Scientists have unveiled an extraordinary new analysis of thousands of stone tools found at a site called Attirampakkam in India, northwest of Chennai in Tamil Nadu. Thanks to new dating techniques, a team led by archaeologist Shanti Pappu determined that most of the tools are between 385,000 and 172,000 years old. What makes these dates noteworthy is that they upend the idea that tool-making was transformed in India after an influx of modern Homo sapiens came from Africa starting about 130,000 years ago.
According to these findings, hominins in India were making tools that looked an awful lot like what people were making in Africa almost 250,000 years before they encountered modern humans. This is yet another piece of evidence that the “out of Africa” process was a lot messier and more complex than previously thought.
Pappu worked out of the Sharma Centre for Heritage Education in Chennai with a team of geoscientists and physicists to date the tools. They used a technique called “post-infrared infrared-stimulated luminescence,” which measures how long ago minerals were exposed to light or heat. In essence, it allows scientists to determine how long ago a tool was buried and hidden from the Sun’s heat, and it uses that information as a proxy for the tool’s age.
Writing in Nature, the group explains that the Attirampakkam site is ideal for this kind of dating, because it was regularly flooded by a nearby stream, meaning that discarded tools were quickly covered up by sediments in the water. Those regular floods left behind a relatively tidy stack of debris layers, each of which could be dated.
To their surprise, Pappu and her colleagues found that this region—once a tree-shaded shoreline, ideal for long-term camping—had been occupied by early humans for hundreds of thousands of years. Partly that’s because the river carried great heaps of quartzite rocks and pebbles to the area. Quartz was the preferred stone for tools, and it’s obvious that this place was a tool workshop. Alongside axes, knives, projectile points, and scrapers, the team found half-finished tools and discarded flakes created by chipping away at a rock to make a blade.
The Middle Paleolithic toolbox
But here’s where the story gets weird. The hominins who made tools at Attirampakkam made a wide variety of items, some of which closely resembled the Middle Paleolithic style that emerged in Africa around 300,000 years ago. The Middle Paleolithic marks a cultural shift when humans began to make smaller, more complicated tools, often requiring toolmakers to shape their stones in a multi-stage process. Before the Middle Paleolithic, hominins created biface tools, or simple, heavy hand axes shaped like teardrops.
A traditional “out of Africa” hypothesis holds that early humans in India were essentially stuck in the biface age, making their elementary axes until modern Homo sapiens swarmed the subcontinent about 130,000 years ago and brought the wonders of Middle Paleolithic tools to everyone. Except Pappu and her team found a mix of bifaces and Middle Paleolithic tools at Attirampakkam. Somehow, African and Indian hominins were developing the same toolmaking skills at roughly the same time.
This changes our understanding of human development and ancient migration patterns. There is no doubt that a massive number of modern humans poured out of Africa about 100,000 years ago. But they weren’t necessarily as important to global cultural development as we might think.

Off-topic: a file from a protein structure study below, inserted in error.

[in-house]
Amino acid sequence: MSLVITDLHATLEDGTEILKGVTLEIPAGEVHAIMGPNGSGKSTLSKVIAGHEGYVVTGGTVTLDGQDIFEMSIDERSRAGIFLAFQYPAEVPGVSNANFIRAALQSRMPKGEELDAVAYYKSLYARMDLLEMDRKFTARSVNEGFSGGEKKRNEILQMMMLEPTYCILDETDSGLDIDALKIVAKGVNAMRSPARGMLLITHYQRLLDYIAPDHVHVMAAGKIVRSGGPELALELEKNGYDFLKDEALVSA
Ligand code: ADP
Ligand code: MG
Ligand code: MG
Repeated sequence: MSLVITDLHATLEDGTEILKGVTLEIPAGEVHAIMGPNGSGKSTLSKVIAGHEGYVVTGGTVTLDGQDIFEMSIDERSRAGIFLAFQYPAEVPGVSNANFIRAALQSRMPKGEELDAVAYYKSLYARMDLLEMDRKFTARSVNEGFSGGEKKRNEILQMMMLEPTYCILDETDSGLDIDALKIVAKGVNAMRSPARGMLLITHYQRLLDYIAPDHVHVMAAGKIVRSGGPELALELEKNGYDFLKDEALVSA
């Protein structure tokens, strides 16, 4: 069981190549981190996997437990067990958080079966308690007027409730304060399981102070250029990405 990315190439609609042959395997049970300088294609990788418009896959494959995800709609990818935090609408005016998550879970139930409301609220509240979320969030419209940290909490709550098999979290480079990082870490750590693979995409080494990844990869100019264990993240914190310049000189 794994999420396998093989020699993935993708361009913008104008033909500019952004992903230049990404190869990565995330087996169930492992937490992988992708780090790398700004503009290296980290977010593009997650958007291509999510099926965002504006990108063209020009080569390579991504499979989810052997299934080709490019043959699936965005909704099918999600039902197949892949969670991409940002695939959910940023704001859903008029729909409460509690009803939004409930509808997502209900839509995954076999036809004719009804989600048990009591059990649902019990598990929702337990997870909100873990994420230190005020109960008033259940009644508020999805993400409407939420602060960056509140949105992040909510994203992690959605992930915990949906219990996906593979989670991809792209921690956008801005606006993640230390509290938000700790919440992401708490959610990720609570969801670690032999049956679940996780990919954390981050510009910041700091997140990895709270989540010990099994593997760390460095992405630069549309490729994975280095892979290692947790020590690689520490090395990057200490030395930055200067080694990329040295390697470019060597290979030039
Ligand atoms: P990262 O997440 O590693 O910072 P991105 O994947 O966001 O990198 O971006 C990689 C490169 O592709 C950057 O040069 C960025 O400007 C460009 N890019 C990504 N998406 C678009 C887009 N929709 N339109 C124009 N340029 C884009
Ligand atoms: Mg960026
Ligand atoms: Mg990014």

It’s possible that hominins from Africa started traveling to India almost 400,000 years ago, bringing new ideas about tool technologies along with them. Pappu and her colleagues point out in their paper that the Attirampakkam site was active during at least two periods when the climate would have allowed easy crossing from Africa to Eurasia, through a transcontinental jungle rich with food and other resources. Of course, it’s also possible that the Middle Paleolithic tools at Attirampakkam are an example of convergent evolution, where two separate cultures hit upon the same innovations at roughly the same time.
We don’t have enough evidence yet to say which hypothesis is more likely, but Pappu’s research is yet another hint that modern Homo sapiens culture was evolving outside Africa as well as within it. Also, we have to use the designation “Homo sapiens” carefully here. Pappu and her team note in their paper that only one archaic human fossil, the Narmada cranium, has ever been discovered in India. That leaves plenty of gaps in the record.
Attirampakkam is strewn with the results of human productivity, but there are no fossils to tell us who these humans were. An early ancestor, like Homo erectus or the Narmada human? Possibly Neanderthals or Denisovans, who were both roaming Eurasia at the time? Some hybrid we’ve yet to discover?
Regardless of who these early humans were, it’s certain that they were already engaged in modern human toolmaking before Homo sapiens arrived from Africa. What’s fascinating about the Attirampakkam site is that the evidence suggests that the people there may have started migrating en masse at the same time Africans did. In the most recent layers of the site, tools become sparse. Humans were coming to this place less and less often. The people of Attirampakkam may have fled climate fluctuations caused by the Toba eruption 70,000 years ago, or they may have been responding to other changes.
Pappu and her colleagues write that, ultimately, the remains at Attirampakkam aren’t just testimony to human innovation. They are also a sign of “placemaking,” a cognitive shift that made humans want to return to the same location, generation after generation. We’re seeing the emergence of collective memory and historical knowledge right alongside the development of sophisticated stone tools.